Sunday, August 8, 2010
I love script fonts that read well and have always admired the original International Typeface Corporation's hand-lettered logo of Ed Benguiat's design from 1970. It has beautiful capitals with lovely flourishes and word spacing accompanied by smartly designed ligatures and lowercase letters. Forty years later, it has now been beautifully transformed by type designer, Jim Wasco into the OpenType font, Elegy. Named so, as a tribute to Aaron Burns, the original director of ITC who was a driving force in the early days of the company. (Burns also authored the book, Typography in 1961 which I highly recommend. You can still find it on used book sites). Because of Elegy's fine hairline strokes and nuanced qualitites, it performs best above 18pt, according to ITC's website.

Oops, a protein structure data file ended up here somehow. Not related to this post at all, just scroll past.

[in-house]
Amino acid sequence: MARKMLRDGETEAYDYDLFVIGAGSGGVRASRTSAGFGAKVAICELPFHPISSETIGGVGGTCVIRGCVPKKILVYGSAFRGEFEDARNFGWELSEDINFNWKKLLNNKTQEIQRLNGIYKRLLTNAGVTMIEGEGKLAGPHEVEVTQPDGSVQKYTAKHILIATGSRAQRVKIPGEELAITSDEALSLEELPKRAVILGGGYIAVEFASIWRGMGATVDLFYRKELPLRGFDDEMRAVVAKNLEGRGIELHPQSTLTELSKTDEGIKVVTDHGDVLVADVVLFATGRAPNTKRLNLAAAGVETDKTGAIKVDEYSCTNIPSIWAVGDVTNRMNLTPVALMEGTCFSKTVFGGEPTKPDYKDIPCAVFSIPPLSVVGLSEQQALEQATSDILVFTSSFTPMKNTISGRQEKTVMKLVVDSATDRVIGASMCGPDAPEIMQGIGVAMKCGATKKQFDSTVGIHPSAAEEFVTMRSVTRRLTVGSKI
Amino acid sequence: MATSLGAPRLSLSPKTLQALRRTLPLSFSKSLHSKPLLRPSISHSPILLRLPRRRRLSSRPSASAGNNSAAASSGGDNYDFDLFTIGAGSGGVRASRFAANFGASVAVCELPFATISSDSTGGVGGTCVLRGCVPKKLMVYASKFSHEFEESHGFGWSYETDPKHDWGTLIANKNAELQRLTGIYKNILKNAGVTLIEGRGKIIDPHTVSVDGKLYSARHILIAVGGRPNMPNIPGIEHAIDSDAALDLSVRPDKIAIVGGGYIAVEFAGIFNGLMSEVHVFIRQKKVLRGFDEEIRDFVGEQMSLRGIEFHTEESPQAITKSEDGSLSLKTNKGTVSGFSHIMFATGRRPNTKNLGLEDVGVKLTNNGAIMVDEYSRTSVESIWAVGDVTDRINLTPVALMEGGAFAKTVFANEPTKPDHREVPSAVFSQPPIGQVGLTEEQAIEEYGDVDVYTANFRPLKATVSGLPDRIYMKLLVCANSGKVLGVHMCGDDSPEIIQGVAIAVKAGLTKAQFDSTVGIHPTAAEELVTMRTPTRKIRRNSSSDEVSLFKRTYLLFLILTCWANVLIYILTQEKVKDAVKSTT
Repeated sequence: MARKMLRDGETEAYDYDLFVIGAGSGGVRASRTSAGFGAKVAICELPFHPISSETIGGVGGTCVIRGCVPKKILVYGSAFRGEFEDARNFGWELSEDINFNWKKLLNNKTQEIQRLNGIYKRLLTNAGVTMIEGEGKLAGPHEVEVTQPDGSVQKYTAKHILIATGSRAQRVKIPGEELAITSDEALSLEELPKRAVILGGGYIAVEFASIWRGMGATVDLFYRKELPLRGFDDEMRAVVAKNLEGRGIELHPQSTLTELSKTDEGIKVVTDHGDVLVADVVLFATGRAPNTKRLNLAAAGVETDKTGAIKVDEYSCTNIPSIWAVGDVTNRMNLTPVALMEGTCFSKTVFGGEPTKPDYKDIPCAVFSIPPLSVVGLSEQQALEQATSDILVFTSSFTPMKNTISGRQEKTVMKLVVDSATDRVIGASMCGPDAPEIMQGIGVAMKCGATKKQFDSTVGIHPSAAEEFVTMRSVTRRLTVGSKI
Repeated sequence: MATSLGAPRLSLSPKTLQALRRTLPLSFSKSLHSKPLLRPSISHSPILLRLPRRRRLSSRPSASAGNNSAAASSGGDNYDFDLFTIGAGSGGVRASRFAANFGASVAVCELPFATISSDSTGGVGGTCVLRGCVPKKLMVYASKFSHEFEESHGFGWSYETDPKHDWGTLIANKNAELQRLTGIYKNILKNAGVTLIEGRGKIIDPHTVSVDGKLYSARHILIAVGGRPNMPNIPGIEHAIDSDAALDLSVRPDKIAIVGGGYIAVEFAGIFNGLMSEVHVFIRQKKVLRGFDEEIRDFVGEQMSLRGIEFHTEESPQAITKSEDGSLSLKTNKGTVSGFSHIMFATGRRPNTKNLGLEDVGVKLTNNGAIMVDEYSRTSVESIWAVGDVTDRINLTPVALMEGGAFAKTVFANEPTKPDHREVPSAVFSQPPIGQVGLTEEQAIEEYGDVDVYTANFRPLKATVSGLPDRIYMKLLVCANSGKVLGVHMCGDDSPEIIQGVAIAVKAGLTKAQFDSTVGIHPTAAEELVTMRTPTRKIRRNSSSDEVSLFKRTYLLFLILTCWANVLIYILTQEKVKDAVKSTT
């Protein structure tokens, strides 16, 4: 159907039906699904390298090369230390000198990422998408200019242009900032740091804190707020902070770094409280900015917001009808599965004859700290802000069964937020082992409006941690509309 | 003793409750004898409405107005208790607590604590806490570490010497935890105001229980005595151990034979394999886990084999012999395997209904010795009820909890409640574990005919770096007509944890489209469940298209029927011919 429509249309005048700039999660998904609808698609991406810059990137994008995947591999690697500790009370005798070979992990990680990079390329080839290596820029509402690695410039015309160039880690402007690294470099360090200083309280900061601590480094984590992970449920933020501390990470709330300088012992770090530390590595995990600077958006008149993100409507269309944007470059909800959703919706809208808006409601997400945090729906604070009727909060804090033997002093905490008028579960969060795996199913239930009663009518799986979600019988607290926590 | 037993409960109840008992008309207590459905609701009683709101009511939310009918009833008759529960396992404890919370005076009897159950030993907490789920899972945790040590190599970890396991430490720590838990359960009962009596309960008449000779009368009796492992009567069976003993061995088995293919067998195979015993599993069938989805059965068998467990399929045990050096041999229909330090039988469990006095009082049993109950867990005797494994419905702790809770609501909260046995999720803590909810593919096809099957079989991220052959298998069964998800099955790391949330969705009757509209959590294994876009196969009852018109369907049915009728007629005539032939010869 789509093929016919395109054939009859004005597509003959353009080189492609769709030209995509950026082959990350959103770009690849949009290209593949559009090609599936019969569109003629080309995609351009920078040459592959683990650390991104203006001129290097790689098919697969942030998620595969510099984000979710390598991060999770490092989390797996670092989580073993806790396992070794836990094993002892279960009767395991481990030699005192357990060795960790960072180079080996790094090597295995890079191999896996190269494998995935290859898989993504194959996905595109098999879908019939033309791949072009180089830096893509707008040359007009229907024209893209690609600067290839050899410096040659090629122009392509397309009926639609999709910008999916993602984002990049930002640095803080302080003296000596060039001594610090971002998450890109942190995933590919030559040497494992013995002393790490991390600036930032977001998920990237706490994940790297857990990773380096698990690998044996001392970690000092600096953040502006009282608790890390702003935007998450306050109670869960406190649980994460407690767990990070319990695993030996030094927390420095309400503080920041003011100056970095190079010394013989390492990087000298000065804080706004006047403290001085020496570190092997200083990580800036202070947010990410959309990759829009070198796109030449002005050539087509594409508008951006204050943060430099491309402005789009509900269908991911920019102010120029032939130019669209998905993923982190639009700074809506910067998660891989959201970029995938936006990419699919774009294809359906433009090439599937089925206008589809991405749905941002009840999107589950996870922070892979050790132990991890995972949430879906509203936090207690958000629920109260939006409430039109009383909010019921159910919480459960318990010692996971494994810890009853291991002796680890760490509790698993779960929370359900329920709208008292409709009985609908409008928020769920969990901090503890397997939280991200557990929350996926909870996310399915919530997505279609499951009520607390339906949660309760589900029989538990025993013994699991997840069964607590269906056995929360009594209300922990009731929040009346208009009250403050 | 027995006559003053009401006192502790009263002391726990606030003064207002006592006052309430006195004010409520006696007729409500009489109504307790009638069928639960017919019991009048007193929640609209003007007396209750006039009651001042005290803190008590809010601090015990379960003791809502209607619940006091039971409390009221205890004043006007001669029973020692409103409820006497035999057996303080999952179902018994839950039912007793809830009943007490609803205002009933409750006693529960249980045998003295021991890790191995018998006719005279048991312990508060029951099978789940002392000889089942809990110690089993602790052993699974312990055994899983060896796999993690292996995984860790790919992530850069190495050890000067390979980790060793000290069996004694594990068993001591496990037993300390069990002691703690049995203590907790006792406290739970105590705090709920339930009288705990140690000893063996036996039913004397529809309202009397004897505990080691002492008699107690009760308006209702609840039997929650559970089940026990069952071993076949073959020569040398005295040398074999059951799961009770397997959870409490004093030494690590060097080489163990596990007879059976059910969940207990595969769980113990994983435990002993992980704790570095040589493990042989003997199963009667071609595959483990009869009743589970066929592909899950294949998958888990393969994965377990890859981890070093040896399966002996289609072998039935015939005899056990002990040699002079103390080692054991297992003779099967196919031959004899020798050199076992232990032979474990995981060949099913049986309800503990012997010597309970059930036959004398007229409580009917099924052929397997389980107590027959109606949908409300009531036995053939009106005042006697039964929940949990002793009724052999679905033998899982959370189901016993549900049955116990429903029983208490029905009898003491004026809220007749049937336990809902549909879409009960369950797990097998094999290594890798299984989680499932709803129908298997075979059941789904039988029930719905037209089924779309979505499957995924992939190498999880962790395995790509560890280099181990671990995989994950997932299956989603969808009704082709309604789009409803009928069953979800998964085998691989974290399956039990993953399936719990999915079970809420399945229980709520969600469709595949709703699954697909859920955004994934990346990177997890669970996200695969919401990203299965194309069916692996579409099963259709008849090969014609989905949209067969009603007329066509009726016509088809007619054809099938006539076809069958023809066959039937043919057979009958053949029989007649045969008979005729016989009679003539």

The limited-edition broadside celebrating the release of Elegy was commissioned to Patrick Reagh Printers and is printed in 70pt text on Mohawk Superfine. Patrick Reagh is a good friend I met a lifetime ago in Los Angeles when he did some printing for me at the time. He was a very skilled pressman and typographer even then, and continues to produce some of the most elegantly designed books for prestigious libraries, institutions and private patrons in California. He now lives and works in lovely Sebastopol CA where he is a printer/farmer with a barn full of metal type, presses and a rich archive of work to his name. His printed Elegy broadside was actually written by another old friend and clever wordsmith, Alyson Kuhn, who writes witty and newsworthy posts on the wonderful Felt and Wire blog. And Ilene Strizver of The Type Studio (who I don't know, but wish I did) typeset this delightful work. Those lucky souls attending the upcoming TypeCon 2010 in Los Angeles will each receive a copy of this work. Kudos to all!